We have a dog, that is going to require a lot of training to be a lovely household pet. And as a hobby, id like to go as far as i can, training him.
    He needs to have impecable manners, there are small children around in our nieces, whilst our youngest is 13. And wants the cuddly bear found in shepherds.
    The others are adult kids, in their 20s and currently back home.
    He has to be able to show those manners, with a friends horses, and dogs. Then it can come bush walking with us. If it gets really well behaved, it can go off lead as its private property.
    This method, looks fantastic. Such sane sense.

    I love the simplicity of this methodology. I too am a behaviouralist. Only with people. I dont specialise as you do in dogs. But i know enough, to realise, that this is operant conditioning at its most intense. It has to work. And it looks like i can follow the excellently laid out description. Im starting tonight.
    I believe ive got all the necessary equipment:
    Hungry Bernie
    Pole in garden to tie him up
    tether

    I'll let you know how its going in the next couple of days.
    I have only just joined in here. I figured i might get some great advice and tips. And i have. Thankyou.
    bernie

  9. #9
    Join Date
    Dec 2009
    Location
    melbourne australia
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    Default TOT - does it work? bloody right it does!

    This actually works a treat!
    Day one. Took him ages to quieten down from being tied up, he hated it. And the noise as if it was agony.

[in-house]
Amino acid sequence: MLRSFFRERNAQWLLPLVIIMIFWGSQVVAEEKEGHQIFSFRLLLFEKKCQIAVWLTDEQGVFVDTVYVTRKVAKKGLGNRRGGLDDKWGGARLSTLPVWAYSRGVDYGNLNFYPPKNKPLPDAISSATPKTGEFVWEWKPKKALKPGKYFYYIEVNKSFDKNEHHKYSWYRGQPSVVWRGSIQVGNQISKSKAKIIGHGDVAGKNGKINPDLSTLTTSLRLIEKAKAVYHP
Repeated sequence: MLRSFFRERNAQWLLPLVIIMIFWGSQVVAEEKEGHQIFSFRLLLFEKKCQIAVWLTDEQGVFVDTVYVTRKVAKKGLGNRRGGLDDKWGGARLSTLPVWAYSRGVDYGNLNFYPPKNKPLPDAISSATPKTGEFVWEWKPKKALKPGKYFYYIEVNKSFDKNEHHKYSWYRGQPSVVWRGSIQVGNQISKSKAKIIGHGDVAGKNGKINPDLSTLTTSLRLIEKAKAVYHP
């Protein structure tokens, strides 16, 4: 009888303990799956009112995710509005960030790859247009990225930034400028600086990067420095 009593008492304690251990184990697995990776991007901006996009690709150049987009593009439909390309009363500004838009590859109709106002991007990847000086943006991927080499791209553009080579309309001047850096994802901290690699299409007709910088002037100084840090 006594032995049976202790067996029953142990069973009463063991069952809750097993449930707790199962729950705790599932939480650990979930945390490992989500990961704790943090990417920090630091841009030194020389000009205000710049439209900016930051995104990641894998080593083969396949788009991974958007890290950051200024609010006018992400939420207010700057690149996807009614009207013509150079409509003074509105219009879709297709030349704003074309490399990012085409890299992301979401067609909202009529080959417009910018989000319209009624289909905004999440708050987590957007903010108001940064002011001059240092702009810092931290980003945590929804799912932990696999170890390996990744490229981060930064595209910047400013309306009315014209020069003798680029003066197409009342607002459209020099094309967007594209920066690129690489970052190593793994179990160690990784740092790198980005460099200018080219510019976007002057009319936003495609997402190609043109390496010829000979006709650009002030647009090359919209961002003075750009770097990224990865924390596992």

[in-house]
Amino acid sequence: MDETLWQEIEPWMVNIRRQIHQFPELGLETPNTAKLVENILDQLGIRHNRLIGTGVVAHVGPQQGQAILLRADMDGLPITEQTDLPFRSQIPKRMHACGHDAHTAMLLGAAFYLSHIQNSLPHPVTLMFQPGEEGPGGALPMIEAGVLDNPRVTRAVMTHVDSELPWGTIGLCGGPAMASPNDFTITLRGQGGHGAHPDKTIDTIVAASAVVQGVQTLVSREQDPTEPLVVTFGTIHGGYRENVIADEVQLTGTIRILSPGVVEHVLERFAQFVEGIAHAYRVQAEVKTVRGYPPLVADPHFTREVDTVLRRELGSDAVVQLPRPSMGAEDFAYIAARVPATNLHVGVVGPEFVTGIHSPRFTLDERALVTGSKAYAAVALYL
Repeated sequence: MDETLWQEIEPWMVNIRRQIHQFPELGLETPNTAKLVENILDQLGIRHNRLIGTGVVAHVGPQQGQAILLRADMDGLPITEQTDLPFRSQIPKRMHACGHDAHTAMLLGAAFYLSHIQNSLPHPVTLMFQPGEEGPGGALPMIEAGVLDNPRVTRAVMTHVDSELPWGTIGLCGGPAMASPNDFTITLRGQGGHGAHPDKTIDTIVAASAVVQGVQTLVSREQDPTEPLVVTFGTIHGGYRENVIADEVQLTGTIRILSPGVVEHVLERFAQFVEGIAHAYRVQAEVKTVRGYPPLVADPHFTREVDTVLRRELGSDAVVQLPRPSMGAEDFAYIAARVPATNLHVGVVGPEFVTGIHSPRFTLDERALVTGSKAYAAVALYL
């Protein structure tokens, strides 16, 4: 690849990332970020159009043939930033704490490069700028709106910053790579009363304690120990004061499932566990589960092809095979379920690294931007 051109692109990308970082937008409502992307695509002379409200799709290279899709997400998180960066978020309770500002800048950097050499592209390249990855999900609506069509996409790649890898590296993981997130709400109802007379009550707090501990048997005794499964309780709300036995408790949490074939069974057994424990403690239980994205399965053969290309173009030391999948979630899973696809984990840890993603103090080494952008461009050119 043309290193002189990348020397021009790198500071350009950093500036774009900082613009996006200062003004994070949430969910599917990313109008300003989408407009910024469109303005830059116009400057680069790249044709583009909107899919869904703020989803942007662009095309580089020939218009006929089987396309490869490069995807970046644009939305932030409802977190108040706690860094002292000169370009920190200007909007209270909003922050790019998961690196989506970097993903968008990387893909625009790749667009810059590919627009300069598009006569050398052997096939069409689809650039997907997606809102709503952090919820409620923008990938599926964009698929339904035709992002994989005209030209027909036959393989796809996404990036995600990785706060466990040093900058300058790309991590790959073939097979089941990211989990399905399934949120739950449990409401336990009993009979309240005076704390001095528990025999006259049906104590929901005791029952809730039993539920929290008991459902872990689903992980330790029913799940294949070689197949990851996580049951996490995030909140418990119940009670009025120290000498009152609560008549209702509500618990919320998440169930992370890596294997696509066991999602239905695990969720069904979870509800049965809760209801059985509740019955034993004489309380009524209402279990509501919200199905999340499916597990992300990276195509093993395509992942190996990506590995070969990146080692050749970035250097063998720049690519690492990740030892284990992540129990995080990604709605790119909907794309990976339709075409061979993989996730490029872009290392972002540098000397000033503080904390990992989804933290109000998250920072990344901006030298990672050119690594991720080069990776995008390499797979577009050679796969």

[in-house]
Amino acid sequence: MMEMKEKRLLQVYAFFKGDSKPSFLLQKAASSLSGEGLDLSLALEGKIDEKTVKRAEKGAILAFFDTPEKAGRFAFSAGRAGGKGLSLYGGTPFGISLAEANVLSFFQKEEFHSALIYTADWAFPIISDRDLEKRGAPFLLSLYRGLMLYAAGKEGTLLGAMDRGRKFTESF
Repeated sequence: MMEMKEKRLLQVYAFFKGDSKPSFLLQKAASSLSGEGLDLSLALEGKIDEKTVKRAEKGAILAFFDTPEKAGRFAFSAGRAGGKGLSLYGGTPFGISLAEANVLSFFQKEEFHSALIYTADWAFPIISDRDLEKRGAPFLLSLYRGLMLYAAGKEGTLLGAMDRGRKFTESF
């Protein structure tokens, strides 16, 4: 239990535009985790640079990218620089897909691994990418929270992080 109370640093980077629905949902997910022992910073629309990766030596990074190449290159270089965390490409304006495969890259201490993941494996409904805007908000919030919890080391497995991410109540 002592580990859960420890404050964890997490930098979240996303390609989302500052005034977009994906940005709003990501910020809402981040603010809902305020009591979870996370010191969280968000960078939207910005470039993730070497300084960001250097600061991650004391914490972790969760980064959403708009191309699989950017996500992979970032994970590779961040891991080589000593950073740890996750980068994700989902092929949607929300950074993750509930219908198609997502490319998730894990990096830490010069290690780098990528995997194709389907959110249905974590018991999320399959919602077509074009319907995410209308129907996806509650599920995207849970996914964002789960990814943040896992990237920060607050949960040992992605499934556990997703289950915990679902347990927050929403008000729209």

But he did quieten, and gave me eye contact to 'ask', and happily chomped down his dinner as the reward.
    So, day 2.
    No crying AT ALL. Just waited on end of tether for me to re-appear with his food. Eye contact immediately to 'ask', and rewarded with dinner again.
    He will also do this off lead by day 2 for titbits.

    I am less bright than the dog, and teaching myself, to remember to 'mark' with a 'Yes" as opposed to a good boy, that took till day 2. Im slower than my pup it appears. I also thought id 'sabotaged' things, by giving him a chilled bone just prior to dinner to chew on rather than my fingers or toes. But he still knew what was to be done to get his dinner. In fact, he went into In drive for longer. Anticipation was lovely to watch, as he trembled with excitement, waiting for the OK command.

    In a week, we are taking him camping in the bush near the NSW boarder. For this he had to learn to:
    Be tethered.
    Be quiet when tethered please.
    He is now capable of both, in 2 days thanks to this technique.
    Im particularly appreciative of the multi learning that occurs in this trick, the sit, tether, stay, be quiet, wait, and OK command.

    I will move on slowly through this program. And as we will be joining the club soon, see if it assists with this.

    thanks again!

  10. #10
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    Quote Originally Posted by Southern Harmony View Post
    Hey Steve,
    That is one heck of a comprehensive article... I have printed so I can refer to it when needed.
    Wow, nice work.
    cheers, zac
    K9: Thanks Zac, sorry for the slow reply, for some reason I am not getting notified of replies for a while.

    Any way yep its a great thing to stick on the fridge when you have a pup or young dog!
    Steve Courtney, K9 Pro - The K9 Professionals

    www.k9pro.com.au

    Official Forum Trainer and Behaviourist